Welcome to my Réti / Kings Indian Attack (ECO A05) game with Radek Laburda page!
On this page I have posted one my chess games in The Kings Indian Attack.
The game includes analysis and diagrams. This game is Round 1 of a tornado played on 14 October 2007. This was my only loss in that tornado. My opponent was the second highest rated player in the tornado. The time control was sudden death game in 45 minutes.
Tampa Chess Club Tornados
Temple Terrace, Florida
Game Played 14 October 2007
White: Radek Laburda (2009) Black: Mike Serovey (1500)
1. Nf3 Nf6 2. g3 g6 3. Bg2 Bg7 4. O-O O-O 5. d3 d6 6. c4 e5
White’s move order is the Kings Indian Attack and Black’s would be the Kings Indian Defense. It was my intention to play symmetrically for as long as I could but I decided to depart from that here and play for a kingside attack. White continues to play normal Réti lines.
7. Nc3 c6 8. Rb1 h6
I can’t remember why I played h6 here. Playing 8… a5 does not stop White from playing b4 but it does give the Black Rook a half open file after axb4. The problem with that is that after Rxb4 White has a little too much pressure on the Black pawn at b7. Note that Black is now lagging behind in development and never gets caught up.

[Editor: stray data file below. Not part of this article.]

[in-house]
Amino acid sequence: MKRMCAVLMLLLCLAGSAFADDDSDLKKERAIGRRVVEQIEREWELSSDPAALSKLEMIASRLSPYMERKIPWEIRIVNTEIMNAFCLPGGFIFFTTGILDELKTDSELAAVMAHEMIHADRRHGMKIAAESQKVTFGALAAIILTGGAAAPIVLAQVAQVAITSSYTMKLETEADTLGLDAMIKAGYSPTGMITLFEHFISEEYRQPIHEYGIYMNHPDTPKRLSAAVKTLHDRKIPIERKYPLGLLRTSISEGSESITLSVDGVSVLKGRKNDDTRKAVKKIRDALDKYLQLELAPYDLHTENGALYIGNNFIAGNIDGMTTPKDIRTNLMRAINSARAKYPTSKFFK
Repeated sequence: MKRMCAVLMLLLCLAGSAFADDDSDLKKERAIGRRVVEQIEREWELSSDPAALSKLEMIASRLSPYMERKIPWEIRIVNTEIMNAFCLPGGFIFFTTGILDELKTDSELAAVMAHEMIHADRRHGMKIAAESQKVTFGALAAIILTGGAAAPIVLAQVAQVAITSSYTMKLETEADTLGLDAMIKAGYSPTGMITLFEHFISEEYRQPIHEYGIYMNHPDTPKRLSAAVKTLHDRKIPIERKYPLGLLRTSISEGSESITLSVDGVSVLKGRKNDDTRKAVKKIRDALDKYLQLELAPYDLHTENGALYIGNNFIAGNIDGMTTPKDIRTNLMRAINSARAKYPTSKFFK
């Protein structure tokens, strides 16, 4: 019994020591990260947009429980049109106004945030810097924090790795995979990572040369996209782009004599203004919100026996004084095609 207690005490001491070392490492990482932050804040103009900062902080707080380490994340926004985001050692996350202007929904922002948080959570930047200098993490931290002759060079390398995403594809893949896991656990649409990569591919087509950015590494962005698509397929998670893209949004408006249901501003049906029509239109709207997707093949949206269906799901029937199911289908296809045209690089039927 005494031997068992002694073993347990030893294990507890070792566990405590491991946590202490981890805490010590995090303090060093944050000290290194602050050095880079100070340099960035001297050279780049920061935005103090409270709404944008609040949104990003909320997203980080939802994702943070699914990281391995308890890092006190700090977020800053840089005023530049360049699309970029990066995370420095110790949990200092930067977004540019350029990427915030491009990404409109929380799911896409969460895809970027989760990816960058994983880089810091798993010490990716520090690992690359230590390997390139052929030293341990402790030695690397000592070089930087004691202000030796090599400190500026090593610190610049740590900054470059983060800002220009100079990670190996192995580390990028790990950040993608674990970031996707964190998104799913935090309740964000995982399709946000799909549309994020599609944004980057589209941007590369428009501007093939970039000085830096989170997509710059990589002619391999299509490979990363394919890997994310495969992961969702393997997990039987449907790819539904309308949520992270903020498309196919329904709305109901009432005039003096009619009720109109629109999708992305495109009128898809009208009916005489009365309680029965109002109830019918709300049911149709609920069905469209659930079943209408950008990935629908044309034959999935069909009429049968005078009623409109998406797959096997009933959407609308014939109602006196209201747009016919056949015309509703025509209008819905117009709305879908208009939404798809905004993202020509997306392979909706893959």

9. b4 b6 10. b5 Bb7 11. Nd2 Qc7
White is putting some pressure on the pawn at c6 and Black is now tied up defending that pawn instead of developing his Queenside and getting his kingside attack going.
12. Nde4 Nxe4 13. Nxe4 cxb5?
I give my last move a question mark because it allowed White to put a lot of pressure on my pawn at d6. Better would have been 13… c5 closing off that diagonal when the White Bishop goes to a3. After that a5 and d5 are both possible for Black.
14. Ba3 Rd8 15. cxb5 d5 16. Rc1 Qd7 17. Nd6 Bf8
Black’s last 2 moves were pretty much forced. Black is still lagging behind in development and he has a White Knight where he doesn’t want it! Black is in trouble but doesn’t realize it yet.
18. Nxb7 Qxb7 19. Bxf8 Kxf8
White’s next 3 moves take advantage of the pinned pawn at d5 and the fact that the Black Knight has nowhere to go. The Rd6 move was an attempt to protect the pawn at d5 and then to get the Knight to d7. It didn’t work.
20. Qb3 Rd6 21. Qb4 Qe7 22. Rc8+!! 1-0
Black is going to lose the pawn at d5 and then his Rook at a8 no matter what he does. That is why he resigned.